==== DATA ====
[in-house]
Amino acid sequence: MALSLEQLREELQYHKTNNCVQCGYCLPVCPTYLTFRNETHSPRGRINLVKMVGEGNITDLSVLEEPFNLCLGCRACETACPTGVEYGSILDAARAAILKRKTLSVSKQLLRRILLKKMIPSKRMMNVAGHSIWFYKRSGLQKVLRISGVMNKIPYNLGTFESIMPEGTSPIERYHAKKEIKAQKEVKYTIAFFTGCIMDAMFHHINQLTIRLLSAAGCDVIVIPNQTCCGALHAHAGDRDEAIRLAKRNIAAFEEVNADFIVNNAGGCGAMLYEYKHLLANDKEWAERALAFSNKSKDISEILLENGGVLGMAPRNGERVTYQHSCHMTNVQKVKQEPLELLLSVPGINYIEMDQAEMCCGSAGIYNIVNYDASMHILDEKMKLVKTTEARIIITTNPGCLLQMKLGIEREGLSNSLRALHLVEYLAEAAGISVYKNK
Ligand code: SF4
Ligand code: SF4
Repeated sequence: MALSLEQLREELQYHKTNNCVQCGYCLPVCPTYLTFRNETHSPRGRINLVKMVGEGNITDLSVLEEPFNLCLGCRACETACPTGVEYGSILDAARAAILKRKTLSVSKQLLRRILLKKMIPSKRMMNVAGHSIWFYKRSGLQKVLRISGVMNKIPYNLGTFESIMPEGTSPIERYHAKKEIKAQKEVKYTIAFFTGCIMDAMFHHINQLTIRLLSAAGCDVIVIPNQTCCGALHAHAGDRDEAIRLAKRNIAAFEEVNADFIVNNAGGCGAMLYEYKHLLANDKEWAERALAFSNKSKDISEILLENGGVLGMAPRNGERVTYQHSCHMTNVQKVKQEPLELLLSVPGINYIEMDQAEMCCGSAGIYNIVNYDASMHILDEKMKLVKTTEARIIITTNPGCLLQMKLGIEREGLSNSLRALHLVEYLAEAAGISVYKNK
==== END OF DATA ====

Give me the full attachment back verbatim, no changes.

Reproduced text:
[in-house]
Amino acid sequence: MALSLEQLREELQYHKTNNCVQCGYCLPVCPTYLTFRNETHSPRGRINLVKMVGEGNITDLSVLEEPFNLCLGCRACETACPTGVEYGSILDAARAAILKRKTLSVSKQLLRRILLKKMIPSKRMMNVAGHSIWFYKRSGLQKVLRISGVMNKIPYNLGTFESIMPEGTSPIERYHAKKEIKAQKEVKYTIAFFTGCIMDAMFHHINQLTIRLLSAAGCDVIVIPNQTCCGALHAHAGDRDEAIRLAKRNIAAFEEVNADFIVNNAGGCGAMLYEYKHLLANDKEWAERALAFSNKSKDISEILLENGGVLGMAPRNGERVTYQHSCHMTNVQKVKQEPLELLLSVPGINYIEMDQAEMCCGSAGIYNIVNYDASMHILDEKMKLVKTTEARIIITTNPGCLLQMKLGIEREGLSNSLRALHLVEYLAEAAGISVYKNK
Ligand code: SF4
Ligand code: SF4
Repeated sequence: MALSLEQLREELQYHKTNNCVQCGYCLPVCPTYLTFRNETHSPRGRINLVKMVGEGNITDLSVLEEPFNLCLGCRACETACPTGVEYGSILDAARAAILKRKTLSVSKQLLRRILLKKMIPSKRMMNVAGHSIWFYKRSGLQKVLRISGVMNKIPYNLGTFESIMPEGTSPIERYHAKKEIKAQKEVKYTIAFFTGCIMDAMFHHINQLTIRLLSAAGCDVIVIPNQTCCGALHAHAGDRDEAIRLAKRNIAAFEEVNADFIVNNAGGCGAMLYEYKHLLANDKEWAERALAFSNKSKDISEILLENGGVLGMAPRNGERVTYQHSCHMTNVQKVKQEPLELLLSVPGINYIEMDQAEMCCGSAGIYNIVNYDASMHILDEKMKLVKTTEARIIITTNPGCLLQMKLGIEREGLSNSLRALHLVEYLAEAAGISVYKNK